Make mine Camembert

I love cheese.. and I mean I LOVE CHEESE.  From the Queso de bola back home which is actually EDAM Cheese to your everyday Kraft Cheddar Cheese (and I’m talking about the one in Manila and not the American cheese you find in groceries here), I have learned to sample cheese not just as a sandwich ingredient but as an appetizer, pica-pica to go with drinks, and since I had it in Paris, dessert.

Locally, my favorite remains to be Edam which they never get quite as sharp as the PATO or MARCA PINA brand back home.  (Which reminds me, I must go to the Filipino store this coming weekend to get our cheese for the Christmas Noche Buena and the New Year’s breakfast.)  I love to munch on Swiss and Sharp cheddar with my preferred wine, Reisling, and although some friends love brie, I prefer camembert.

When we arrived Friday morning at the Hotel Westminster, there was a small fruit basket and a bottle of champagne as a welcome gift from the hotel waiting for us.  When we transferred to the Hotel Warwich Champs-Elysees Monday morning, a huge basket of fruit was on the coffee table.  Although I arrived in the evening from Chartres and we had decided to eat in the suite, I stepped out to grab some cheese from the Monoprix not too far away on champs Elysees.

With mounds of grapes in the basket, I played safe by getting a small camembert.  It went perfectly with the grapes and was a delicious dessert after we had our meal.  Not even the macarrons that came compliments of the chef equalled the pleasure of having the fruit and cheese melt in your mouth together.

I am no expert on cheese, but I like cheese and I grabbed two small rounds of camembert at the duty free shop on the way home.  (They pack it in aluminum foil and seal it in plastic before putting it in the regular duty free bag.)  I can’t wait to have it for dessert one of these days with the family or with friends.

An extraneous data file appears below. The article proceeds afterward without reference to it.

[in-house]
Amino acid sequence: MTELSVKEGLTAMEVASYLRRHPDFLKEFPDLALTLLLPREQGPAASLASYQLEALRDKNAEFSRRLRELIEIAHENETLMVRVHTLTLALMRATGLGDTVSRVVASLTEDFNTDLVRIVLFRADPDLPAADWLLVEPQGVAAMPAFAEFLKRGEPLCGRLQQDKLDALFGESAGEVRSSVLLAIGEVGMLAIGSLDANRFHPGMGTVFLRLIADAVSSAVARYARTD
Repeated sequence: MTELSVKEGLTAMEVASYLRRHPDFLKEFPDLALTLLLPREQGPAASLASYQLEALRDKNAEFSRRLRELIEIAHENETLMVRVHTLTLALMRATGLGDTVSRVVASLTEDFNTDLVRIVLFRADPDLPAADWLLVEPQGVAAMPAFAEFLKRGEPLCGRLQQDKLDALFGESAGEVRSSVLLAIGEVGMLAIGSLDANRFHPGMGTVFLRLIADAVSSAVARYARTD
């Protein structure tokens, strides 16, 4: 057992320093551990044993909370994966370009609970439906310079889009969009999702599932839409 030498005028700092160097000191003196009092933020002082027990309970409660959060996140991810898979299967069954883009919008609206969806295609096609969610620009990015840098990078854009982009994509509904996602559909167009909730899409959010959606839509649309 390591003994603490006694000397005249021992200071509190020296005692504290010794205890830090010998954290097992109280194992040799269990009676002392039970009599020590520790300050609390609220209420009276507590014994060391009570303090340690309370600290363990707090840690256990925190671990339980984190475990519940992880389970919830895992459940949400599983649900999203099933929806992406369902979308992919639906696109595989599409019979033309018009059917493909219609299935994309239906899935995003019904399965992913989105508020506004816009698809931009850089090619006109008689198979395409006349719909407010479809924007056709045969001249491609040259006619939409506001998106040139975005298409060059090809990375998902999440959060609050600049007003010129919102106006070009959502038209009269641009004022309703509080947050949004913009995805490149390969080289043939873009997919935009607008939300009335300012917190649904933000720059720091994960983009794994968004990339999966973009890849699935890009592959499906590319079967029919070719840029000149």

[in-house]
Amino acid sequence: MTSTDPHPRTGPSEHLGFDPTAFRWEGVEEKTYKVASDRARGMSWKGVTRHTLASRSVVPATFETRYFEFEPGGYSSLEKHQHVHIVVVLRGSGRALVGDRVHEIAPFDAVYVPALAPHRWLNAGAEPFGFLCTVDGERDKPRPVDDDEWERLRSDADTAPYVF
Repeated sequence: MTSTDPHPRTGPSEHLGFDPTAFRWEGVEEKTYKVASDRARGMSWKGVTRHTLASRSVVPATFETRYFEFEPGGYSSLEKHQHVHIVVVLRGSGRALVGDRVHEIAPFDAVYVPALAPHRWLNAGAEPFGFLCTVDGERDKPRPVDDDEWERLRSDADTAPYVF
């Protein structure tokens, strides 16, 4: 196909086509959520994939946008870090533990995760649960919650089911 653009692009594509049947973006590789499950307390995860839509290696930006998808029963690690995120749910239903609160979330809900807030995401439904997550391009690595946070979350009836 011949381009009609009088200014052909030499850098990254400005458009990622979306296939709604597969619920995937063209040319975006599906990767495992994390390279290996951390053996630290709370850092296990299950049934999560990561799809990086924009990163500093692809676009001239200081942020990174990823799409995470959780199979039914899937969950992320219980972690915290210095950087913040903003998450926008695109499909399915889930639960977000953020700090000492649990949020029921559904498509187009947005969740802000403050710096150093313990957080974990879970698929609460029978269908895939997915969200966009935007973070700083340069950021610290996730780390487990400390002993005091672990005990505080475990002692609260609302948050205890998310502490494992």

Camembert is apparently a place in the province of Normandy in France, and legend has it that ” (it) dates back to the 18th century and is named for a Norman village in which there is a statue of the creator of this particular variety (Marie Harel). Originally, this cheese was dry and yellow-brown, but after a few modifications it became softer and more earthy. In 1855 one of Marie Harel’s daughters presented Napoleon with a piece of that cheese, saying that it came from village called Camembert. He liked it a lot and from that moment Camembert became known by its contemporary name. At the beginning of its ripening, Camembert is crumbly and soft and gets creamier over time (usually 2-3 weeks). A genuine Camembert has a delicate salty taste.” (Source: Cheese.com)  Perhaps next time I’ll try and see if a day trip to Camembert is doable from Paris or Lyon.. meanwhile, I have some cheese I can’t wait to enjoy.